With the 70th Cannes Film Festival currently underway, let's take a look back at the films that have taken the top prize in international cinema: the Palme d'Or.

Directors like Michael Moore and Gus Van Sant were awarded the acclaimed prize in the years since the turn of the millennium. And, as the festival's place in pop culture continues to rise (thanks to social media and the "most famous" red carpet in the world), the films awarded the top prize have earned respective spots in the pantheon of modern cinema classics.

While a few of these titles are immediately familiar, some of them are a little more obscure (but no less impressive, especially when looking at which box office successes some of these films beat for the big prize).

In 2017, films like The Killing of a Sacred Deer, Okja, and Wonderstruck are expected to do well with critics. Plus, The Beguiled is already earning plenty of buzz after its dark and twisted trailer released online a few weeks ago. Any one of these could end up a member of an exclusive club that includes movies like Barton Fink, Pulp Fiction, and Paris, Texas. It's not always star power that leads a film to the Palme d'Or (though, this year, Nicole Kidman has a great chance of ending up in the winning feature, as four of her projects are being presented this year).

The 70th Cannes Film Festival Palme d'Or winner will be announced on May 28, 2017.

Here is the ranking of the motion pictures awarded the Palme d'Or since 2000. Agree? Disagree? Rank them on your own in the comments below.

17. THE SON'S ROOM (2001)




Directed by Nanni Moretti
A study of grief and its toll on a family, The Son's Room was an Italian drama that swept the Cannes Film Festival with the same furor as Ordinary People did The Academy in the early 80s'. What works well for the film is Cannes favorite Moretti's tender approach to storytelling. The Son's Room rides the line of being overtly sentimental and disappointingly unassuming. The drama is first-rate. The characters are gentle and human. The emotions can be a little too saccharine, but Moretti's intentions are well-received.
Jury President: Liv Ullmann
Other Films In Competition: Moulin Rouge!, The Man Who Wasn't There, Shrek, Mulholland Drive

16. FAHRENHEIT 9/11 (2004)




Directed by Michael Moore
Seen more as a win by default for political expression than based solely on merit or filmmaking prowess, Fahrenheit 9/11 followed its Cannes win with a stellar box office run, setting records for documentary films. It's lived on as a testament to the power of documentary film, but has also become a staple for one-sided filmmaking for the sake of opines. Moore is a sharp debater, especially when it involves impassioned subjects like war and Republicans. The start of the Iraq War and the Bush administration proved perfect fodder for 2004-era discussions. If the basis for the Palme d'Or was solely on films that linger or invoke conversation, then Fahrenheit 9/11's win totally makes sense.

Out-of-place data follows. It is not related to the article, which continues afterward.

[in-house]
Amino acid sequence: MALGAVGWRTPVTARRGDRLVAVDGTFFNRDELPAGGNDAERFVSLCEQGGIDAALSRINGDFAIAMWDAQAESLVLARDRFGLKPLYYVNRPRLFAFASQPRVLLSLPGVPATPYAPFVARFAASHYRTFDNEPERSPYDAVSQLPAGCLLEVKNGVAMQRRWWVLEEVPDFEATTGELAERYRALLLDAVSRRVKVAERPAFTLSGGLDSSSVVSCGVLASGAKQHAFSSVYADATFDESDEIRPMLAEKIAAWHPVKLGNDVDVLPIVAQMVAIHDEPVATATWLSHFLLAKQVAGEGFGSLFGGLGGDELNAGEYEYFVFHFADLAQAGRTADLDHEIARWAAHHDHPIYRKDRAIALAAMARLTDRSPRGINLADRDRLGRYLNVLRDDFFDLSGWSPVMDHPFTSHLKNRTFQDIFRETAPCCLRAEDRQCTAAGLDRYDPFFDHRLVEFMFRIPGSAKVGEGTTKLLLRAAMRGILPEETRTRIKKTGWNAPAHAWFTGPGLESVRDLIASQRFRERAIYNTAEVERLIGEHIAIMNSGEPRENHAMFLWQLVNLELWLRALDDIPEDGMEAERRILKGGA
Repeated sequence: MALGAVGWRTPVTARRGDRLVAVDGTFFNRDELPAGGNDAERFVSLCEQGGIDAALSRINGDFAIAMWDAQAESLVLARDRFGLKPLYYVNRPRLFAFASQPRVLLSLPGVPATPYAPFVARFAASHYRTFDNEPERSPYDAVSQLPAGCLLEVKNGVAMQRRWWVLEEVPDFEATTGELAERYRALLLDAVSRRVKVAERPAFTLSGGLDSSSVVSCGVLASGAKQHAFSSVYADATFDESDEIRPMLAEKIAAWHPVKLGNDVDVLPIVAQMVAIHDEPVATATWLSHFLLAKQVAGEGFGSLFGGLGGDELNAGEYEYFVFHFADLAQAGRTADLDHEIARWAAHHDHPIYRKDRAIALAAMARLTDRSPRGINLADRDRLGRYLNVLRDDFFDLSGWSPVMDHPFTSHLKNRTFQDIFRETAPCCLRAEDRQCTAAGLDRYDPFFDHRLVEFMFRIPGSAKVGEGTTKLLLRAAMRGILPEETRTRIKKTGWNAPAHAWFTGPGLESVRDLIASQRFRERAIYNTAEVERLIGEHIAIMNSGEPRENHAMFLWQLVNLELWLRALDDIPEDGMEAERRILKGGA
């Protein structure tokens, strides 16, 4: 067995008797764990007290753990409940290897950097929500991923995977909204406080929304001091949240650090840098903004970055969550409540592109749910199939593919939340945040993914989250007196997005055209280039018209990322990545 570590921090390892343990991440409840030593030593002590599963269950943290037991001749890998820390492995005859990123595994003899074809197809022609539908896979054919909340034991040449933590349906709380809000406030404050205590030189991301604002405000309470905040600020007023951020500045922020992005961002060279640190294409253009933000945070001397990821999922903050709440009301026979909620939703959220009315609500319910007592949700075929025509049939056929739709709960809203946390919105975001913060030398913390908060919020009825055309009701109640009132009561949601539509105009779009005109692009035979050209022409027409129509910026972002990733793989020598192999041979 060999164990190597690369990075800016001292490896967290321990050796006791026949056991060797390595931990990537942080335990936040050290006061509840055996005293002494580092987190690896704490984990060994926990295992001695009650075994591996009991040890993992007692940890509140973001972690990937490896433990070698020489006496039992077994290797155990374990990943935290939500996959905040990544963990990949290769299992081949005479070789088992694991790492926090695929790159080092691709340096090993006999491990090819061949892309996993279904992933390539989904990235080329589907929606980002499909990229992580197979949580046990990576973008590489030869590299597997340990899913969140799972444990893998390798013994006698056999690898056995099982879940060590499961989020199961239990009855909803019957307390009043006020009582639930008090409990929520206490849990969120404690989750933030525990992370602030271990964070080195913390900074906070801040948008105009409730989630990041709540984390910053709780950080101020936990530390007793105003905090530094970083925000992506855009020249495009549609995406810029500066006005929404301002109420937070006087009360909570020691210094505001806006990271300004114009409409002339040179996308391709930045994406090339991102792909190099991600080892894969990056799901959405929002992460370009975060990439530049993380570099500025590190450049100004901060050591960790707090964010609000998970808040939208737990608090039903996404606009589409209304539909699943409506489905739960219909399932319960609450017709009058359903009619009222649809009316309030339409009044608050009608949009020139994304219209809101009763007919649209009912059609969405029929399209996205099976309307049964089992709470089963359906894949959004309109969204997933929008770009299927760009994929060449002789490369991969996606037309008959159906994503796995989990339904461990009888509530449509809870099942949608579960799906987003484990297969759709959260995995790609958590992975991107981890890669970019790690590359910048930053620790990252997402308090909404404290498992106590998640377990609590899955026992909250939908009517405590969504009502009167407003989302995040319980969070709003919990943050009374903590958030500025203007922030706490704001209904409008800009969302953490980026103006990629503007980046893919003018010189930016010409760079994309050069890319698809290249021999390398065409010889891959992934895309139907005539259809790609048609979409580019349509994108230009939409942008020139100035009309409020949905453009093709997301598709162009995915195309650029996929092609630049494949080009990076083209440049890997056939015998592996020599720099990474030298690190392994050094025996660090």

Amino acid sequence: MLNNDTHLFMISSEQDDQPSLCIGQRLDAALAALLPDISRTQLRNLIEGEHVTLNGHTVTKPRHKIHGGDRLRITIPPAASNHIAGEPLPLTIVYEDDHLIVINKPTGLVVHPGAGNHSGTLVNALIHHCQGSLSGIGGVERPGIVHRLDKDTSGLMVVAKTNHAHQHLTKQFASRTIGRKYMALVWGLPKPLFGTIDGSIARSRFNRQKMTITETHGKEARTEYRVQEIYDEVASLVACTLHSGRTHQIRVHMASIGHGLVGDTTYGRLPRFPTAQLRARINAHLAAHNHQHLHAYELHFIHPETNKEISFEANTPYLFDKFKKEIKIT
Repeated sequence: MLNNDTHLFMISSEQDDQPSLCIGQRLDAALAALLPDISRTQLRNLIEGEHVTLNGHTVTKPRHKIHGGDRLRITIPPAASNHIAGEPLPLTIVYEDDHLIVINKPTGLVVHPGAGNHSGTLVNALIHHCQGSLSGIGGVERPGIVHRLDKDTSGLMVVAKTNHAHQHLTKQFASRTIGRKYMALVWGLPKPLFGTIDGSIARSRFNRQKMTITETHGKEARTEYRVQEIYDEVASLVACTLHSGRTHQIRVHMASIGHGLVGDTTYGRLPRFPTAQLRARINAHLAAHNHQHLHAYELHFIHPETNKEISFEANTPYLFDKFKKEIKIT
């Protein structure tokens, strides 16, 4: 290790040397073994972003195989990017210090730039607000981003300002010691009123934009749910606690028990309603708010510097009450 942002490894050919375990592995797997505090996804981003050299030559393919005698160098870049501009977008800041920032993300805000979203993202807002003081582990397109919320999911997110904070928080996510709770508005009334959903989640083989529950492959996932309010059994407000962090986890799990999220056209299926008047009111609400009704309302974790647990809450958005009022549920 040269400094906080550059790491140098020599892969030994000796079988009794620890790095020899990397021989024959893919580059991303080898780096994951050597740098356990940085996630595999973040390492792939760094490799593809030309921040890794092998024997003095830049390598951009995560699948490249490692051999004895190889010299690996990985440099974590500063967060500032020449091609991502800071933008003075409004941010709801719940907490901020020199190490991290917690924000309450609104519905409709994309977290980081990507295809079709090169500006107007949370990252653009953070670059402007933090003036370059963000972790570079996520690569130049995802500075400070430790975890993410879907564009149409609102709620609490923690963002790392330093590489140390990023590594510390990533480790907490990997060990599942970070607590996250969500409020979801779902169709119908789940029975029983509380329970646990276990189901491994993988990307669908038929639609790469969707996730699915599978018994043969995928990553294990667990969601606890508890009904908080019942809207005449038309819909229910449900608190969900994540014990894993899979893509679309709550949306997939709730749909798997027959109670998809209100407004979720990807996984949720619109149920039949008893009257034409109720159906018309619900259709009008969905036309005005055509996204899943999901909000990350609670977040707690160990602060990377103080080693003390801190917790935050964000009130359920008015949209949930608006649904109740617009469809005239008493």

Jury President: Quentin Tarantino
Other Films In Competition: Shrek 2, Oldboy, The Motorcycle Diaries, 2046

15. DANCER IN THE DARK (2000)




Directed by Lars von Trier
Some call it grim and dull, but Lars von Trier's Dancer in the Dark is easily the director's best (though future Palme d'Or 'in competition' films like Melancholia are hard to beat). Dancer in the Dark's victory was met with cheers and jeers and boasts an incredible star-making turn by musician Bjork, who followed the Cannes win with an Oscar nomination for Best Song (and cemented herself in pop culture history with her Academy Awards swan dress). Following the life of an immigrant mother making her own in America in the 60's, the magic of the film lies in its heart-wrenching and heartwarming tropes. The supporting cast is stellar, to boot, including: Catherine Deneuve, David Morse, and Joel Grey.
Jury President: Luc Besson
Other Films In Competition: In the Mood for Love, Nurse Betty, O Brother Where Art Thou?, The Yards

14. THE WIND THAT SHAKES THE BARLEY (2006)




Directed by Ken Loach
Somewhat formulaic and academic, The Wind that Shakes the Barley is also beautifully shot and inspiring. Cillian Murphy finds his career-best performance in playing an Irish doctor who gives up his career as a doctor to fight  for freedom in the early 20th century. The showcasing of freedom fighters is, in essence, almost a genre of its own. In this case, however, Loach's film provided an insight to a historically relevant event, but failed to impress his own countrymen. The film's win at Cannes came with its own controversy because of this. The selling point, though, is in the indelible cinematography and poignant script, highlighted by Murphy's awards-worthy performance.
Jury President: Wong Kar-wai
Other Films In Competition: Marie Antoinette, Pan's Labyrinth, Babel, Fast Food Nation

13. L'ENFANT (2005)




Directed by Jean-Pierre Dardenne and Luc Dardenne
The Dardenne brothers were no strangers to Cannes, having won the Palme d'Or in 1999 for Rosetta. With L'Enfant, though, they cemented their legacy as international filmmakers. Their style is perfectly on show with L'Enfant, projecting life through a bleak lens, sharing the story of a an unfortunate man who sells his child to make ends meet, only to have a change of heart and fight to get his son back. The script is dastardly dark and the performances by Jeremi Renier and Deborah Francois are supreme. There's a certain naturalism found in the Dardennes' works, especially so in L'Enfant.